Tuesday, February 23, 2016

Newsletter w/c 22nd February 2016

I have often found myself in ridiculous situations, so people who know me well will nod and say 'could only happen to him' once they've read the account of my most recent fiasco.
If you remember, last Tuesday was quite wild and stormy, however, I was working my way round my usual route without mishap. I stopped in Linlithgow, and leaving the engine running, got into the back of the van to retrieve a bag of veg. I had just got myself up and into the back when a gust of wind blew the door shut. There is no interior light in the back so it was instantly pitch black. I knew the side door didn't have an interior handle so I felt my way round to the back door and gratefully grasped the door handle. It fell off in my hand! Feeling around the area there was no bit of mechanism left to get a grip of to try to open the door. I had visions of being locked in for days, or maybe even, some opportunistic car thief jumping in and driving me off. The van could end up getting burnt-out or being sent onto a ferry. I do read too many books its has to be said, and have a vivid imagination. It didn't take long before I was thumping at the door, and I'm sure the van would have been rocking from side to side. A fine spectacle, I'm sure. Anyway, I managed to create enough of a stir that a passer-by, rather than running away in fear, crossed over and released me. A strange mixture of embarrassment and relief washed over me as I stepped down onto the road again and thanked him profusely. He did look slightly bewildered by the whole thing. In hindsight, with all that veg and fruit in the back I'm sure I could have lasted a day or two, but I'm glad it didn't come to that. I was still red-faced driving off and back to deliveries.
The calm weather this week, should mean that I can at last get on with some of the tasks that have been needing attention for months. we have sheds with storm-damaged roofs and a new gate to be built to keep livestock from wandering into, what I'd like to become, a hardening-off area for seedlings and various soft landscaping jobs to continue improvement and development of our working area. It's inspiring to be outside with the sun on your back, no matter what you're working at.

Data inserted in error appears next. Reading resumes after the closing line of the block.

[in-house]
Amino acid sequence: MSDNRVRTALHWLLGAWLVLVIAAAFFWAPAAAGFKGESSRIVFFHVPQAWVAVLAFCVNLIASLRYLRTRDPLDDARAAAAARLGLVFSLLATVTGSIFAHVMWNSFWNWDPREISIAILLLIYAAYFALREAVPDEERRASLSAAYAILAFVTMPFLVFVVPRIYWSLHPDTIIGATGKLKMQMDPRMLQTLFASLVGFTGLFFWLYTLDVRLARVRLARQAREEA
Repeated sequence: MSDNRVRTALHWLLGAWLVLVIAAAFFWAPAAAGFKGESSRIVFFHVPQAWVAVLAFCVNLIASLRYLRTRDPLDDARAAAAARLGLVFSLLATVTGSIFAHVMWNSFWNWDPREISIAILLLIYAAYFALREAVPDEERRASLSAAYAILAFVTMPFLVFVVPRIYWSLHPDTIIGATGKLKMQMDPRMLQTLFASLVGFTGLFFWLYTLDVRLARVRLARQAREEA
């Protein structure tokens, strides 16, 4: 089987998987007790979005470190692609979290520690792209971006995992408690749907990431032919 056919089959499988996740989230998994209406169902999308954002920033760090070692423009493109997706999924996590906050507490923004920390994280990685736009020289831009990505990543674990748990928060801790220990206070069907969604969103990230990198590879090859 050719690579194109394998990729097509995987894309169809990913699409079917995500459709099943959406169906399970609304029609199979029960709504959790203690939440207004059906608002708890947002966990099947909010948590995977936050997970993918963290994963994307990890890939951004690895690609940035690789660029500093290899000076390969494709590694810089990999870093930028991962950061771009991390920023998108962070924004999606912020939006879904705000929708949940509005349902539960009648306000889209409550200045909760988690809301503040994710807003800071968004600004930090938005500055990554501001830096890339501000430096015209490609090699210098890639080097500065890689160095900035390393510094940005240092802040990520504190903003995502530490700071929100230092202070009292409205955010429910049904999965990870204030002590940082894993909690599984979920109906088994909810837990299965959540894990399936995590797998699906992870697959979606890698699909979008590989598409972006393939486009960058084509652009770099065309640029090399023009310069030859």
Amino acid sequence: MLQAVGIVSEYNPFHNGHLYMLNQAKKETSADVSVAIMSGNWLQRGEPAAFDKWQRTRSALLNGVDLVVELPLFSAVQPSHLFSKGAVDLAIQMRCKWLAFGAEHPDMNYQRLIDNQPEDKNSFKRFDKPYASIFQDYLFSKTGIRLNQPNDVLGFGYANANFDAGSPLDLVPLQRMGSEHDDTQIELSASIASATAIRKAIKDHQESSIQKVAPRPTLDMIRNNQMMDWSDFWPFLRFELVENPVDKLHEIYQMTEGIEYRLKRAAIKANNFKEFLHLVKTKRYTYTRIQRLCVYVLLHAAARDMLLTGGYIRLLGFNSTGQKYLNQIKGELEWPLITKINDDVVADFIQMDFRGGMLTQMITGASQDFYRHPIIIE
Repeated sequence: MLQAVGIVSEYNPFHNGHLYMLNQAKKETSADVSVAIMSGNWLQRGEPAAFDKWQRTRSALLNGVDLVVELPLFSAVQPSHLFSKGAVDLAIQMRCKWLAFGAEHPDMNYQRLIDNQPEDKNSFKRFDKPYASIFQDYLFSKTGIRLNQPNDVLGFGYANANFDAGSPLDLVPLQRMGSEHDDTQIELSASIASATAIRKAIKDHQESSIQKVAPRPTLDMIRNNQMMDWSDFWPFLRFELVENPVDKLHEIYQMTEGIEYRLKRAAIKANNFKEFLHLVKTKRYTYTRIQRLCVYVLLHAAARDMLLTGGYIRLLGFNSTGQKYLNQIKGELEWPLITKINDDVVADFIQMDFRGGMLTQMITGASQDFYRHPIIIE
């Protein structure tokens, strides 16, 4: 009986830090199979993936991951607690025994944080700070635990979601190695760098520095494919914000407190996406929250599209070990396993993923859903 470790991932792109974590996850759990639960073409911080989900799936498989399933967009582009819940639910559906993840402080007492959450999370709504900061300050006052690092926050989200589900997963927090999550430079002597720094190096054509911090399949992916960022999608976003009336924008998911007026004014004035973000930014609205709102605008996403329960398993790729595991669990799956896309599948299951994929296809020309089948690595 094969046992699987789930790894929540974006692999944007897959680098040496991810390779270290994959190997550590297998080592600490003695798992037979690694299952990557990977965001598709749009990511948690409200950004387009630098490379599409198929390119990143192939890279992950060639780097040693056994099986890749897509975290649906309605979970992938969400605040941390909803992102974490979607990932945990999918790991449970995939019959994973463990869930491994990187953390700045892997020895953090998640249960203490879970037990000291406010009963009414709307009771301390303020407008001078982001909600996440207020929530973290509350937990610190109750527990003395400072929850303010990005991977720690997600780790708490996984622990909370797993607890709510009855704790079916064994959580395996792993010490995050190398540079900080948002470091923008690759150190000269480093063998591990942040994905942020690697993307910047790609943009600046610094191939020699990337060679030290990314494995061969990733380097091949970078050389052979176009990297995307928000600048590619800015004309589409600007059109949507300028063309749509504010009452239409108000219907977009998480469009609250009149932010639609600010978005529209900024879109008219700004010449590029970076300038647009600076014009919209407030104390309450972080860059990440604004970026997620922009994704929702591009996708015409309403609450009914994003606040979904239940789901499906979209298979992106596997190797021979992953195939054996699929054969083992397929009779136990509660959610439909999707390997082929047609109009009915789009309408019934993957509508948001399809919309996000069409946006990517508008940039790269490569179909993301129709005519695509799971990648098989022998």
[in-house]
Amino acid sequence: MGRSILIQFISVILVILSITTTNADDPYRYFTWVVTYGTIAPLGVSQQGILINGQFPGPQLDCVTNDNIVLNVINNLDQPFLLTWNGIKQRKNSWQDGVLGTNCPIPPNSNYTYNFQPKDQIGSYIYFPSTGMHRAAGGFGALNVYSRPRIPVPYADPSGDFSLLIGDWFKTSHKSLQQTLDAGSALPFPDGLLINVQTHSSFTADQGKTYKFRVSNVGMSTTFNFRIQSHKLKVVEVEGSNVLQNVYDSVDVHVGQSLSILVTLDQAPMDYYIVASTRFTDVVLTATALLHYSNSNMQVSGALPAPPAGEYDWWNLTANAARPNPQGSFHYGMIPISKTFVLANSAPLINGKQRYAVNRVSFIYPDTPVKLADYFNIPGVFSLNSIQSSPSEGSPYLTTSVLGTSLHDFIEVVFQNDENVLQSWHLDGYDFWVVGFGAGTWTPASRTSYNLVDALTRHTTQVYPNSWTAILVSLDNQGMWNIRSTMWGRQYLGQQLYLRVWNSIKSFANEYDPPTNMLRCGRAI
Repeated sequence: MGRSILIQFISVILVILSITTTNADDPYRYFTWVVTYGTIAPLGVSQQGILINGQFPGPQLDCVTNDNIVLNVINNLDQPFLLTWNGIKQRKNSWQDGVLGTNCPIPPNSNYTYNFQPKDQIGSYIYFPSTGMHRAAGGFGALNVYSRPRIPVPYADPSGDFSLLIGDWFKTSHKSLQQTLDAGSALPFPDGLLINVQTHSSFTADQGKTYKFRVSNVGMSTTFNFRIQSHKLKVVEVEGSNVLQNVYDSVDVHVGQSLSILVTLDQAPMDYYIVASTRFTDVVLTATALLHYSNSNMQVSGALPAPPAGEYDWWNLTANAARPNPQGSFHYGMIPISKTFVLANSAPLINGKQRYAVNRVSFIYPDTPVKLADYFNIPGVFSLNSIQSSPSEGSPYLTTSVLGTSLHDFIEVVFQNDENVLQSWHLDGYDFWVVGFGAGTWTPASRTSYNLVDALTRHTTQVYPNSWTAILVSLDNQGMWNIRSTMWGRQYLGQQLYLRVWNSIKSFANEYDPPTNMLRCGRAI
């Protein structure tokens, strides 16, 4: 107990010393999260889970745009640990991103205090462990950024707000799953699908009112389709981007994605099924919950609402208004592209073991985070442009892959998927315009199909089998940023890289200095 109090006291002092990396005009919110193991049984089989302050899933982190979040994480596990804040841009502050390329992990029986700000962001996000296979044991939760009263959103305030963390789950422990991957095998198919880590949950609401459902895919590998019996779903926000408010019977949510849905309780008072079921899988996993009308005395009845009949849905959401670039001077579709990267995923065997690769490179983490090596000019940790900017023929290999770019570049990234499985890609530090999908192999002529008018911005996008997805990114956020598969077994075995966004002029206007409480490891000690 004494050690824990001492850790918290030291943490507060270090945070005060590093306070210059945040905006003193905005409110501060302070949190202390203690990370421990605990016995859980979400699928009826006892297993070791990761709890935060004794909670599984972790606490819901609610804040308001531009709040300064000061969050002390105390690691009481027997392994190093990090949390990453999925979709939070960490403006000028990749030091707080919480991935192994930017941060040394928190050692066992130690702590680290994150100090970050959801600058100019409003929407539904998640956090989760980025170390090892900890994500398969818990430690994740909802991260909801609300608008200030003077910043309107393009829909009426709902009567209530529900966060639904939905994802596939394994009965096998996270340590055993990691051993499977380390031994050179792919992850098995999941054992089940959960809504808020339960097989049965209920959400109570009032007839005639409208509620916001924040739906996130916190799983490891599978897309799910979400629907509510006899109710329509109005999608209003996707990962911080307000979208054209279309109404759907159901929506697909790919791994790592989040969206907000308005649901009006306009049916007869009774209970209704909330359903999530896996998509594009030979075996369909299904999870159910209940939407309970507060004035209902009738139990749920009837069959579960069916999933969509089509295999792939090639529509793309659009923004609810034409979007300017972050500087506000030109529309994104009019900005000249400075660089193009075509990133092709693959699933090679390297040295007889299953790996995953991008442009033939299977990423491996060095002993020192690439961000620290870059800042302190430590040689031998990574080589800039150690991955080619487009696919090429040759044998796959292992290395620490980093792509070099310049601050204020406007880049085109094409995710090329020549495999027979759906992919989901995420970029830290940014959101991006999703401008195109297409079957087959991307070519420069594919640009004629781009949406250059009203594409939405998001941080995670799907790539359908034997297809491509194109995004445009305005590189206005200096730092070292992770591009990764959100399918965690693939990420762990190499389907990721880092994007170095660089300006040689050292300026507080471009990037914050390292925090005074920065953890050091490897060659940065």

This week, the standard veg bags contain: potatoes, onion, carrot, broccoli, spring onion, celeriac and kale
The large bags also contain mushrooms, celery and parsnip.

Potato Solanum tuberosum.. The variety for the most part is Valor. Some of you may get washed potatoes. These have been washed to check for blemishes and disease. Soil acts as a natural preservative, so the washed tatties may not keep quite as long as the dirty ones. They are very easy to prepare when they’re as fresh as this and really only need a wash and a scrub. Potatoes are the only commonly available source of B3 and Iodine. Excellent source of Vitamin C and also Vitamin B6, Potassium and fibre.

Onion  Allium cepa.  Used in stews, pasta dishes, soups.  Source of Vitamins A and C, Iron, Calcium and Potassium .

Carrot Daucus carota Carrots are eaten fresh in salads or cooked in just about any way you like. They are an excellent source of Vitamin A and also contain significant amounts of Vitamins B, C, D, E and K. and Potassium.

Spring Onion Allium fistulosum.  Good source of vitamin C and A. Also, a good source of potassium. Wash thoroughly, dry, then slice up to use to add a little strong flavour to salads. Occasionally used in soups.

Broccoli Brassica oleracea Italica Group (1 head) Excellent source of Vitamin C, folic acid and phytochemicals and good for Vitamn.B6. Also contains Vitamins A, B2, B6 and phosphorus, fibre, calcium and iron. It is best eaten raw or quickly blanched in boiling , lightly salted water. Broccoli is also good in stir-fries as it has a lovely crunch to it if you don’t cook it for too long.

Celeriac  (1head). To prepare celeriac, treat it much as you would a swede. Peel it thickly and slice. As you slice the flesh drop it into a pan of cold water with a couple of drops of lemon juice to avoid discolouration. Here’s a recipe fpr Celeriac with mushroom stuffing: Prepare as above but slice crossways into discs 1 inch thick. Bring to the boil and simmer for 15 minutes. Drain and keep the celeriac warm under a dry cloth. Meanwhile, take 250g (1/2lb) mushrooms, keep whole if small and slice thickly if large. Fry the mushrooms in 50g (2oz) butter for 5 minutes until golden. Arrange the celeriac slices on individual plates, top with the fried mushrooms and sprinkle with paprika. Serve as an appetiser.

Kale Brassica oleracea Acephala Group.. Some of the kale is still on its stalk so remove it before preparing. Kale is an excellent source of Vitamins A and C and also a source of potassium, copper, calcium,  fibre and phytochemicals. To cook, strip the leaves off of the tough midrib, then shred and wash in cold, running water. Then steam for 10 minutes and serve with melted butter and season with pepper or ground cloves. You can make Colcannon by draining the kale after boiling then setting it aside. Take a finely chopped onion and put it in a pan with 150ml of milk. Bring it to the boil then remove from the heat and leave to infuse for 10 minutes. Blend about 375g of mashed potatoes with the finely chopped kale, then heat through gently, adding as much of the milk and onion mixture as it will absorb to give the consistency of creamed potatoes. Put in a serving dish, and pour in some melted butter.



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